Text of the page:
7. Thank you to all the contestants for entering the Iron Painter this year! Entering a contest always is a challenge and entering a marathon like IP is very impressive (or some would say insane). I wanted to let you know in broad strokes what I look for as I judge this competition. As a disclaimer, the following points are mine and mine alone. Beyond the scoring rubrics of Aesthetics, Technical Skill, and Theme, Nathan and Aaron have given the judges free rein to judge as we see fit. This is my particular take on the contest; the other judges probably have similar ideas, however art is subjective and what appeals to one person will not always appeal to another. As you know, there are 3 judging categories for the IP contest. Technical skill worth 0-10 points, theme worth 0-10 points, and aesthetics worth 0-5 points. Technical skill is probably the least subjective of the categories. In my mind, an “average” (5) paint job should have a minimum of a basecoat, shade and highlight. Additional points are scored for smoothness of the blends, appropriate contrast for the materials you are painting and attempting more advanced techniques such as OSL, weathering, gore, and freehand. These extra points can offset (to a minor degree) a more technically superior "simple" paint job. Once the additional points are scored, final points are included for how well these techniques are done and the degree to which they are done. In my opinion, the intense time constraints of the competition put the greatest pressure on this category for the painter. Getting that super smooth blend or detailed freehand takes time, which is a luxury that you do not have… Theme is the second category and obviously plays an important role in scoring. While on the surface it can appear intuitive to the contestant, for me there can be layers to the degree to which the theme is viewed. For example, in “Water, Water Everywhere” there naturally is the suggestion of water to be incorporated into the base or the model in some fashion. In my opinion, the second part of the theme is key: “Water Everywhere”. This implies more is likely better. Having a guy standing in the desert will get you a very low score. Having water on the base or the model somewhere will get you an average score and having a lot of water may improve it even more. When I hear the phrase “water, water everywhere”, I also get a sense of urgency, like water out of control or wildly flowing. I would also caution the contestants to try and utilize ideas that would likely be universally understood by the judges. We have different backgrounds and live in different parts of the world. Something that is colloquial reference to another part of the world may fly right over my head as an American. I would like to think that in this day and age of the internet l am a citizen of the world, but there is a lot of information out there! Artistic impression or aesthetic is much more subjective; it’s that intangible “wow” factor and will often be the deciding factor between pieces. Size of the model, degree of difficulty, composition, innovation, creative use of material, and all the little details calculate into this for me. This is where I put storytelling—is the piece telling a story about the world it is set in or about the model itself? Since this is an online competition, unfortunately photography plays a role how the model is represented. A photograph with less than ideal lighting or one taken from a minimum number of views makes it more difficult to accurately evaluate the piece in the online setting. I would encourage everyone to take high resolution, large pictures from multiple viewpoints (if possible) and detail shots if you have a large vignette. Finally, art is ultimately in the eye of the beholder. Judging is highly subjective and will vary (oftentimes significantly) from person to person. The judges this year are from all over the world. The other judges very well may disagree with me on certain points and you may disagree as well and that is OK! I will try to include both the things I liked about the pieces and the parts that were done well along with a critique or two. Depending on the critique, I will try and offer one possible solution to correct it if you would like. Please understand that my opinion is by no means the end all and be all; so I hope you take my comments as they are intended-purely constructive and to help improve your work for future projects. If you have any further questions about a particular critique, please feel free to contact me and I would be happy to discuss my thoughts with you. Best of luck in the coming weeks and I look forward to seeing what you all come up with! Kind Regards, Sean "Jabberwocky" Fulton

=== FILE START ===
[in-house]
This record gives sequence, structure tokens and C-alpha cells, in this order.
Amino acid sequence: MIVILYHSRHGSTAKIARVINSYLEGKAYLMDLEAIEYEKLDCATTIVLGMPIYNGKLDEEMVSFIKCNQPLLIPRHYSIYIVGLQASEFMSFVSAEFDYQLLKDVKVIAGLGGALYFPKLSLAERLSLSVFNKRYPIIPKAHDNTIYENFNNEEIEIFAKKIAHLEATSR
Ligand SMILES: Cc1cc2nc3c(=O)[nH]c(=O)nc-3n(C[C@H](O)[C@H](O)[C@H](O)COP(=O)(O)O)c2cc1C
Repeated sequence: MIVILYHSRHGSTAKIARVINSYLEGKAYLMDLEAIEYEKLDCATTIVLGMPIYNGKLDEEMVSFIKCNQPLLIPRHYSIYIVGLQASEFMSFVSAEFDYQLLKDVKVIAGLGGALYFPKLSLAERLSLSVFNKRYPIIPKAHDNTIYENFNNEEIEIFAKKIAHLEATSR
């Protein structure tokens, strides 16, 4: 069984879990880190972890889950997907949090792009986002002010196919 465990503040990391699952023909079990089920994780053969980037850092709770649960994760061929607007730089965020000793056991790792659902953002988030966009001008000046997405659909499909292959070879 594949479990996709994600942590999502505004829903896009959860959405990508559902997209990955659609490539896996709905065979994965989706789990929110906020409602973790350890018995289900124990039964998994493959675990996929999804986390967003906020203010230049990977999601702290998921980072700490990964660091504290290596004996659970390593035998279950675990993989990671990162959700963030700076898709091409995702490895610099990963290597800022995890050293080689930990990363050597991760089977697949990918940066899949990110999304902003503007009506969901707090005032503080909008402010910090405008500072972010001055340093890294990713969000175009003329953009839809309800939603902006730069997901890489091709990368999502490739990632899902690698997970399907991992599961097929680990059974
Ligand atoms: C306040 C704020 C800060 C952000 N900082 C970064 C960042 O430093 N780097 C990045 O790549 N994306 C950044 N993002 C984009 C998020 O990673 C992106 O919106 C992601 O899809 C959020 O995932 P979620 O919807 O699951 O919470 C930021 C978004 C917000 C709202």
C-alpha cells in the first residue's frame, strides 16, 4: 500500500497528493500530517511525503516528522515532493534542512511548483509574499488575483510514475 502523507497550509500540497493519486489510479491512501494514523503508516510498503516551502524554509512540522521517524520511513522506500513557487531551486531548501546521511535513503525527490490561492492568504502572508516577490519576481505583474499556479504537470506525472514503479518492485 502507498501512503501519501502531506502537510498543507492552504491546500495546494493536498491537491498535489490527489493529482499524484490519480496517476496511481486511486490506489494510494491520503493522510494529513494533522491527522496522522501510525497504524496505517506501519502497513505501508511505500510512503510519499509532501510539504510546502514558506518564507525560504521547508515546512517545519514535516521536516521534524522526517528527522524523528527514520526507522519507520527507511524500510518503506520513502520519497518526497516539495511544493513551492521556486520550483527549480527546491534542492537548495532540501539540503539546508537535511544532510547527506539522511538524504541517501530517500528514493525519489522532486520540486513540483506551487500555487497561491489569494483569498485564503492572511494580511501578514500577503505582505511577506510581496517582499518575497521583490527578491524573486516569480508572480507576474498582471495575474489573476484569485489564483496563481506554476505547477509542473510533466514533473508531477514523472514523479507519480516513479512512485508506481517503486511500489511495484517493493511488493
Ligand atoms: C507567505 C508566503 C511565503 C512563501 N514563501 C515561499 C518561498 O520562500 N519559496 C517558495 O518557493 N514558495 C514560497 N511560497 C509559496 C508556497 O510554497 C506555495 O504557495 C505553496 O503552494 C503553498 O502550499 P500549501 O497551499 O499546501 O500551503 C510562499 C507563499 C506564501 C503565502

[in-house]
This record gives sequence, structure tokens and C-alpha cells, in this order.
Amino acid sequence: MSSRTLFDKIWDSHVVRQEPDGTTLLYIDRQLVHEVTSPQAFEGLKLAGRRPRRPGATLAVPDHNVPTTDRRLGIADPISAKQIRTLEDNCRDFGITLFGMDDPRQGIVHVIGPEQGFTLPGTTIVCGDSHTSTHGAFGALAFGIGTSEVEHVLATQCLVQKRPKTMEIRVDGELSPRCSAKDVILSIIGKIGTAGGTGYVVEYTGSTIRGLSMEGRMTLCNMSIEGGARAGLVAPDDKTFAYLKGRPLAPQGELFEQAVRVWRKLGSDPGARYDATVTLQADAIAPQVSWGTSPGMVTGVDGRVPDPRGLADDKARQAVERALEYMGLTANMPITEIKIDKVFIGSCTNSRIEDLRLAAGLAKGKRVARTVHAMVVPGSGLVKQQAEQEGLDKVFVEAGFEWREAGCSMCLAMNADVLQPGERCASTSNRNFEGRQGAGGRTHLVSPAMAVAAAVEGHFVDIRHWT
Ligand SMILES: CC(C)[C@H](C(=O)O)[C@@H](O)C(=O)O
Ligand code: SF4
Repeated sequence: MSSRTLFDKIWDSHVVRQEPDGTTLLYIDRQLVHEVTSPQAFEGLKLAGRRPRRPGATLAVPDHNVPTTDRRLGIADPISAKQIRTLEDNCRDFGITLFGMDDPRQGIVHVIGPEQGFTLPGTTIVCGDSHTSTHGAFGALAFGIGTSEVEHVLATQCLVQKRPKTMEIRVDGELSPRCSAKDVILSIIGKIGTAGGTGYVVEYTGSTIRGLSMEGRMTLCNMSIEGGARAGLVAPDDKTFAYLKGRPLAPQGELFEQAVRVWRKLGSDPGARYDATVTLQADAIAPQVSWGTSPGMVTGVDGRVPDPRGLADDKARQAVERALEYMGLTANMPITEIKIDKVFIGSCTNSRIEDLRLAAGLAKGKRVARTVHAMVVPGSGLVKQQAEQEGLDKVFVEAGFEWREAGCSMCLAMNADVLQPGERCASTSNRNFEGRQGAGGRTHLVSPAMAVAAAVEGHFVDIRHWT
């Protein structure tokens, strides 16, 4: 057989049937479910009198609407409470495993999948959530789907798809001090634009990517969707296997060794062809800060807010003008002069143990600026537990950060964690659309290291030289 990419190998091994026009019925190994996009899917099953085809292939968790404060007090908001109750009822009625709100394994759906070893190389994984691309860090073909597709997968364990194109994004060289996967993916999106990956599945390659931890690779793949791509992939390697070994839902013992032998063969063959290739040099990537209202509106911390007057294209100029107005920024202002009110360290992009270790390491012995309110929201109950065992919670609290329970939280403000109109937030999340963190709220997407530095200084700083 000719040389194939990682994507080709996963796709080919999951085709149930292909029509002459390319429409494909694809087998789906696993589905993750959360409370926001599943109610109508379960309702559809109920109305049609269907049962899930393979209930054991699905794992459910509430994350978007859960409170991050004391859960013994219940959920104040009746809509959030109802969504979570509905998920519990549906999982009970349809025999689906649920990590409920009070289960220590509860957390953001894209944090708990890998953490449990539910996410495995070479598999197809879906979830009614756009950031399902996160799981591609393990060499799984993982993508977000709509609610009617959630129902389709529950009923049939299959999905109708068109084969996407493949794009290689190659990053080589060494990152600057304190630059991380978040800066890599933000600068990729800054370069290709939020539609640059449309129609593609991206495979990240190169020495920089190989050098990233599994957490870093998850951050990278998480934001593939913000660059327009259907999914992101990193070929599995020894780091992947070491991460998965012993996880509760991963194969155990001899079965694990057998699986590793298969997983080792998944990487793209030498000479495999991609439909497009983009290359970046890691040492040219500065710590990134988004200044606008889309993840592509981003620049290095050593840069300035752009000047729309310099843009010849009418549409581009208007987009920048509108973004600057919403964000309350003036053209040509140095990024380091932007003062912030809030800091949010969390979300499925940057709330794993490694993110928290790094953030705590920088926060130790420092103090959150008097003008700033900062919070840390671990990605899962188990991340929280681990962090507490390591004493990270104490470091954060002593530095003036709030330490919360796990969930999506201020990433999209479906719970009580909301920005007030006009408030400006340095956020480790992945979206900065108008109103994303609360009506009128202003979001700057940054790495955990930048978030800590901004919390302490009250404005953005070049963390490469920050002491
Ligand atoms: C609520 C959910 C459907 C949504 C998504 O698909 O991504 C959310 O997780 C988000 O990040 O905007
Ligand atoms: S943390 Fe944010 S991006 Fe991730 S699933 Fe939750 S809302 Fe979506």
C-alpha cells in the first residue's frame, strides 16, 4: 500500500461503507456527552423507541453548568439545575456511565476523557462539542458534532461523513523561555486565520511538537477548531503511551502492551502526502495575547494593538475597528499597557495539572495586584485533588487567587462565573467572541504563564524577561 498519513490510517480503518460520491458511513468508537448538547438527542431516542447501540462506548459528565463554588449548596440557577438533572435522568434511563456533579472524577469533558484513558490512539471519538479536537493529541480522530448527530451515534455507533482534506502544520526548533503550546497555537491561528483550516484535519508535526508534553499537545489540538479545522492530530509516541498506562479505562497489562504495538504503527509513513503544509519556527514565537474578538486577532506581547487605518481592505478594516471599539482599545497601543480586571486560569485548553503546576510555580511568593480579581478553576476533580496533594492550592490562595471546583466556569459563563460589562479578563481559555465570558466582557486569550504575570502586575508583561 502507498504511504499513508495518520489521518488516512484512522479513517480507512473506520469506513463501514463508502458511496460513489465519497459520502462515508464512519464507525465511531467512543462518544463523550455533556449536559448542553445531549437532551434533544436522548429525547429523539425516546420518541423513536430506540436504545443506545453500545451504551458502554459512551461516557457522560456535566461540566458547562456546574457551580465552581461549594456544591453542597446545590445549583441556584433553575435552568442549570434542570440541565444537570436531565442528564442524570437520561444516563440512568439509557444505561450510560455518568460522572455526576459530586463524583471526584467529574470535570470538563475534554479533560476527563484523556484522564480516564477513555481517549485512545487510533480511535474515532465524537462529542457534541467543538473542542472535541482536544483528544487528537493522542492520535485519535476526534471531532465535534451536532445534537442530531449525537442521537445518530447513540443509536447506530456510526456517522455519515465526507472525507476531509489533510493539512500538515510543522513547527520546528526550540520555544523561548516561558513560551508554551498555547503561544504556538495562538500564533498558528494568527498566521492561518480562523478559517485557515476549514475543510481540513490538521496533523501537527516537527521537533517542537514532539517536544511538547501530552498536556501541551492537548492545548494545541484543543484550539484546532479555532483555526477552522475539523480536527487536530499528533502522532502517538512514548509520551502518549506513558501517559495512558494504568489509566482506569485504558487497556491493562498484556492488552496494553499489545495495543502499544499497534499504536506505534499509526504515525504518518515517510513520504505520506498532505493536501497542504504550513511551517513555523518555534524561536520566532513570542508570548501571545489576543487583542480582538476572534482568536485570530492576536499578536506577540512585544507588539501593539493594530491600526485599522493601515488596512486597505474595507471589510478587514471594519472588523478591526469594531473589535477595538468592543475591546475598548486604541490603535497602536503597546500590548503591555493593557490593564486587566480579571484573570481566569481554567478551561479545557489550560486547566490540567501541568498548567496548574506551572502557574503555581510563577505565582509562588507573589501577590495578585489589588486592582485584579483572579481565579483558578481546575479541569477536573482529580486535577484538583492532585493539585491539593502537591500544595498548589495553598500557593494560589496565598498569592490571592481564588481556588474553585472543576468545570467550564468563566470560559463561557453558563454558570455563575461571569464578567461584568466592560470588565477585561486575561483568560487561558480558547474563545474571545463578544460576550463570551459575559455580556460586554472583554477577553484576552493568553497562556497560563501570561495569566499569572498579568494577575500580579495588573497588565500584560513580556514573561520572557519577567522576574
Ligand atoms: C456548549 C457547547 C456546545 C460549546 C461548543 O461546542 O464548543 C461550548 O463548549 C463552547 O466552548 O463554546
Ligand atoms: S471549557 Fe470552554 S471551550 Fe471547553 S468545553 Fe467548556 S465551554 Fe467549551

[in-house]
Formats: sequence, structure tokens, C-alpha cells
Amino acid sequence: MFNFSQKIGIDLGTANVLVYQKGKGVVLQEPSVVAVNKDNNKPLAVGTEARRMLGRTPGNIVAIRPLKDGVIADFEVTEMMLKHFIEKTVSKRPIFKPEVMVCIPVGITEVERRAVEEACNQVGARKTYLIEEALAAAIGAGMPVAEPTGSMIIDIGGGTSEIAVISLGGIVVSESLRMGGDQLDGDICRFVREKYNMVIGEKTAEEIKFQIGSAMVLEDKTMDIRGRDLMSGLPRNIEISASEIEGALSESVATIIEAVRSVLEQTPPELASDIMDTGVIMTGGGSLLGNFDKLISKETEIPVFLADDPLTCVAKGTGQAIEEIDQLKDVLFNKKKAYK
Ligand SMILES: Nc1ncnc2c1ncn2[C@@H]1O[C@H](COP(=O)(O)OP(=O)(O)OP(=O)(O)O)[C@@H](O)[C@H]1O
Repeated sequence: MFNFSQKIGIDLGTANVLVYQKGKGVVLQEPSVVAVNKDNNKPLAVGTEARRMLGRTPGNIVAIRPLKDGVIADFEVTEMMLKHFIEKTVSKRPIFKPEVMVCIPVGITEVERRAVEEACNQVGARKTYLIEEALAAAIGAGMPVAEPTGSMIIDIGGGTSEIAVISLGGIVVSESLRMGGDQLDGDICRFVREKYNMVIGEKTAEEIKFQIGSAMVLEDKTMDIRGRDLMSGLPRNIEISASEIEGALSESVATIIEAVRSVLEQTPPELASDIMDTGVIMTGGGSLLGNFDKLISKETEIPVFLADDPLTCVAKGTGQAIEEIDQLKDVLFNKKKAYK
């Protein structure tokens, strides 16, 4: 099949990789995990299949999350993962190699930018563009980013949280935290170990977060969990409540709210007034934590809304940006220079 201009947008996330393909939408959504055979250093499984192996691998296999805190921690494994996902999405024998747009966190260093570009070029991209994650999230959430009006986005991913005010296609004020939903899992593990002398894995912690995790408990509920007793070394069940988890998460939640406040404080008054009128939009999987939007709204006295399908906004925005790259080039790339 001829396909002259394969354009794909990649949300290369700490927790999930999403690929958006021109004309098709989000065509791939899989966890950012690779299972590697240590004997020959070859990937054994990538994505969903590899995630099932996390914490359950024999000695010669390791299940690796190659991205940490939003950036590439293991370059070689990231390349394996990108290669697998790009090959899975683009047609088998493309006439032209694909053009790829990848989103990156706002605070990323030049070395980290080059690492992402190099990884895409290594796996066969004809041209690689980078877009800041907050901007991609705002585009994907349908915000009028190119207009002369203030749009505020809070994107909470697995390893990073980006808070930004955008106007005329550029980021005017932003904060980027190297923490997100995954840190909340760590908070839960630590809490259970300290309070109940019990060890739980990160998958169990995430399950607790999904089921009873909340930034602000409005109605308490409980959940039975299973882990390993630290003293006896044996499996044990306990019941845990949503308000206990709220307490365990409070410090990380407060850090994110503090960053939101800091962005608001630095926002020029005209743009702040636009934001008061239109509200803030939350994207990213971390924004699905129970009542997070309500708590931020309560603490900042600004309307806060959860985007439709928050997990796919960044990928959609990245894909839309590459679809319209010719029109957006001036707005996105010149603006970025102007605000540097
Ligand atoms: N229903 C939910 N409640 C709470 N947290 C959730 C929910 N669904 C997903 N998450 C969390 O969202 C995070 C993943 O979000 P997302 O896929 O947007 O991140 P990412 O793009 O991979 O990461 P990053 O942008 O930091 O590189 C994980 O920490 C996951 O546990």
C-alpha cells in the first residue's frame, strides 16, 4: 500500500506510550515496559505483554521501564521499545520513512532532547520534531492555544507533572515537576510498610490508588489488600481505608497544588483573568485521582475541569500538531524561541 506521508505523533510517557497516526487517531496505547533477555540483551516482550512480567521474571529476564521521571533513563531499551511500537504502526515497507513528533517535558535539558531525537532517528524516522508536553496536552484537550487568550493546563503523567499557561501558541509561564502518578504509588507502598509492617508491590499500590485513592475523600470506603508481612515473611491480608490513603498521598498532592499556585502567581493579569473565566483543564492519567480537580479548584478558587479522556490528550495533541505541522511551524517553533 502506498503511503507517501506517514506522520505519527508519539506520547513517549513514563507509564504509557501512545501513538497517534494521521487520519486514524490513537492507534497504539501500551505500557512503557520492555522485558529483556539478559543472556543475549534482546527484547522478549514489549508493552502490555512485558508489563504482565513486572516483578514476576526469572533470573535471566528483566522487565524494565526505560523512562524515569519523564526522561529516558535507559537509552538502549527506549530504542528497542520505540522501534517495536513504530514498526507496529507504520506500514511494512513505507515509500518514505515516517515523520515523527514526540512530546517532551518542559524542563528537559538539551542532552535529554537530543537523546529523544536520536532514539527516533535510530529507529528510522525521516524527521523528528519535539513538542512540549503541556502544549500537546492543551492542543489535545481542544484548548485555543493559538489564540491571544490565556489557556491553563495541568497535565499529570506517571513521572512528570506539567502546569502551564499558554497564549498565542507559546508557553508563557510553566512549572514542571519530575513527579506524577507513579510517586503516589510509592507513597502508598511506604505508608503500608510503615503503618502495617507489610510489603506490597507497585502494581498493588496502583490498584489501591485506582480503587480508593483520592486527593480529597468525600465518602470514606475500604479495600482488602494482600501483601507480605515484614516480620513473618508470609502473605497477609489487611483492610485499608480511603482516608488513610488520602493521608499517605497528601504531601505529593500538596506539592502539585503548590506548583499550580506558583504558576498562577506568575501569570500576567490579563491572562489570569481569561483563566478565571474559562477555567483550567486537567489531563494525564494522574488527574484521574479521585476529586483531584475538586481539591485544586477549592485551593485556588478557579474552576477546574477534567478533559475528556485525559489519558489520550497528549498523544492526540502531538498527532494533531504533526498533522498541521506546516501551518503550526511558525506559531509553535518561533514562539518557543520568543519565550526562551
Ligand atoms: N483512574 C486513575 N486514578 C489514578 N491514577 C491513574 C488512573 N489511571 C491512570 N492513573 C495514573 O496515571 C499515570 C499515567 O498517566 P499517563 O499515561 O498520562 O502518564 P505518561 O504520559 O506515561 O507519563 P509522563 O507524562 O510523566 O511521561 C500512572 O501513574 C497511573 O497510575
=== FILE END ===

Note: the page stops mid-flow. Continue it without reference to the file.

8. Jabberwocky

    Freehand-along, week 1 - sketching out

    Thanks for the invite! I have a couple of pieces. The first is some fancier edge/trim on the sleeves and possible the skirt on a dress. Here is the model, Kristianna from the Reaper Warlord miniatures game: Here's the concept: I am planning on going with a gold trim. Do you typically start with your midtone and work up and down, or your shading colors? ---------- Post added at 10:51 AM ---------- Previous post was at 10:36 AM ---------- My other piece is a somewhat more detailed insignia (at least for me). Here is the model: This is a gift for an acquaintance at my LGS and he asked that I include the insignia for his army somewhere on the model. I am planning on putting it on the rear haunches of the mini. Here is the insignia:
  9. Jabberwocky

    Freehand-along, week 1 - sketching out

    It takes a lot to get me out of lurking mode here, but this could do it! Thanks for offering to start this up Mako! I really enjoying seeing everyone step out of their comfort zone. Freehand has always been one of those things I was afraid to do; I've done a few simple lines or checks here and there, but that is about it. I'd like to join in if a) it's not too late and I could use a non Malifaux piece (at least for this run through). Please?
  10. Jabberwocky

    Congrats to all at Wyrd

    Bravo! May the new year bring you much success, boyos!
  11. Jabberwocky

    Work work work

    Great job on these--I have been prepping the Punks Zombies and this will be a great reference! Out of curiosity, did you pin the arms or just glue? They look so fragile...
  12. Jabberwocky

    Studio Miniatures Zombie Mob 006

    I wouldn't have made the connection, but you nailed it. Fantastic!!!
  13. Jabberwocky

    Tannhauser - Dero Faction

    It's not just you!
  14. Jabberwocky

    Modular Snowy Badlands board for Malifaux

    Waitaminute. Is there a witchling wielding a candy cane sword??
  15. When I think of "Battlefield Babe" this is more what I imagine, eh Supervike?